If my mind were a computer (and believe me, it’s not), the wedding would be a program running in the background at all times -- with hundreds of popup messages per day. I am able to get everything else done, but it’s almost as if all of those other responsibilities revolve around the center of the universe. Which is The Wedding.
What did I think about before I was contemplating centerpieces over every lunch break? What did I do with my time when I wasn’t making invitations and programs and bridesmaid gifts and writing welcome letters and toasts and vows and day-of timelines?
I. Completely. Forget.
I used to think of myself as a person. But the wedding industrial complex has nearly redefined my identity to: BRIDE. Nearly, but not quite entirely. Which is how I’m able, through my remaining scrap of self-awareness, to see a glimmer of the Jules I was before the wedding. The person I still am, under layers and layers of tulle.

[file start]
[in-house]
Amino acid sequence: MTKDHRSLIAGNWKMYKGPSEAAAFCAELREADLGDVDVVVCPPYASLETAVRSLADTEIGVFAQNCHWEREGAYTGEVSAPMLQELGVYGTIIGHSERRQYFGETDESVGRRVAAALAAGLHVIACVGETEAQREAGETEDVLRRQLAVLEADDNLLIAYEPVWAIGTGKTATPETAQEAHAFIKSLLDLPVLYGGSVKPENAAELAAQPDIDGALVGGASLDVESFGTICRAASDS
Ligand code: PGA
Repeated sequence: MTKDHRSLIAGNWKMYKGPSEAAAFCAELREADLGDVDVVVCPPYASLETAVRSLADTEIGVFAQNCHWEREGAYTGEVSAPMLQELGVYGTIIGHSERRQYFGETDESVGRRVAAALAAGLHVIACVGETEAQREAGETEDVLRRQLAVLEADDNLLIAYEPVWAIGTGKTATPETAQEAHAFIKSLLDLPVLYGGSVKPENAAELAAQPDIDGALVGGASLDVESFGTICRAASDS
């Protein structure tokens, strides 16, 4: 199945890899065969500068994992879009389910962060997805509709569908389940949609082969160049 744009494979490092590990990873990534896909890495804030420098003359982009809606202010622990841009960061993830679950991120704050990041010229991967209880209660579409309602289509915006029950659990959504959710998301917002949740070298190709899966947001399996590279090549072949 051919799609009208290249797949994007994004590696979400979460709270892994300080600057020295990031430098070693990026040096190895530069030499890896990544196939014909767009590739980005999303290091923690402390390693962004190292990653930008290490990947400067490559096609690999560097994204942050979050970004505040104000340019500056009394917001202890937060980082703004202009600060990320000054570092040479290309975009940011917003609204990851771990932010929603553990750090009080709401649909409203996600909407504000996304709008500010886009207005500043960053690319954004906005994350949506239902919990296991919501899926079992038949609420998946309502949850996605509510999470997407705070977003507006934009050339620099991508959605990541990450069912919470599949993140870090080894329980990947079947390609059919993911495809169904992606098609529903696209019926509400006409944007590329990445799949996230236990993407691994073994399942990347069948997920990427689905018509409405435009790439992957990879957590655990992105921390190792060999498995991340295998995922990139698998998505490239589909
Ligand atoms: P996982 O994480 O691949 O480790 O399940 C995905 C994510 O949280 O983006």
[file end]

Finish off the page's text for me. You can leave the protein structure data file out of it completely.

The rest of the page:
And if I’m overwhelmed with this Event-with-a-capital-E, imagine how it’s affecting the Mister. Here’s an excerpt from a conversation I had with Mama last week:
Mama: “The wedding doesn’t stress me out. Now Mr. Mama’s retirement – THAT stresses me out.”This is why they say to have a short engagement. Eighteen months is waaaay too long for my crafty mind to contemplate all of the possible wedding details I can arrange to perfection. Enough already!
Jules: “You live with Mr. Mama’s retirement.
You don’t live with the wedding. The Mister does.”
Mama: “And he still wants to marry you?! He must really love you.”
So we’ve planned a wedding-free day this Saturday. We won’t be checking the mailbox for RSVPs; we won’t be making darling little wedding crafts; we won’t practice our first dance or edit our song list or review the budget. It’s not really about reconnecting with each other; we’ve remained very close through all this creative chaos. It’s really about reconnecting with ourselves.
"Hello, self. It's me, Jules."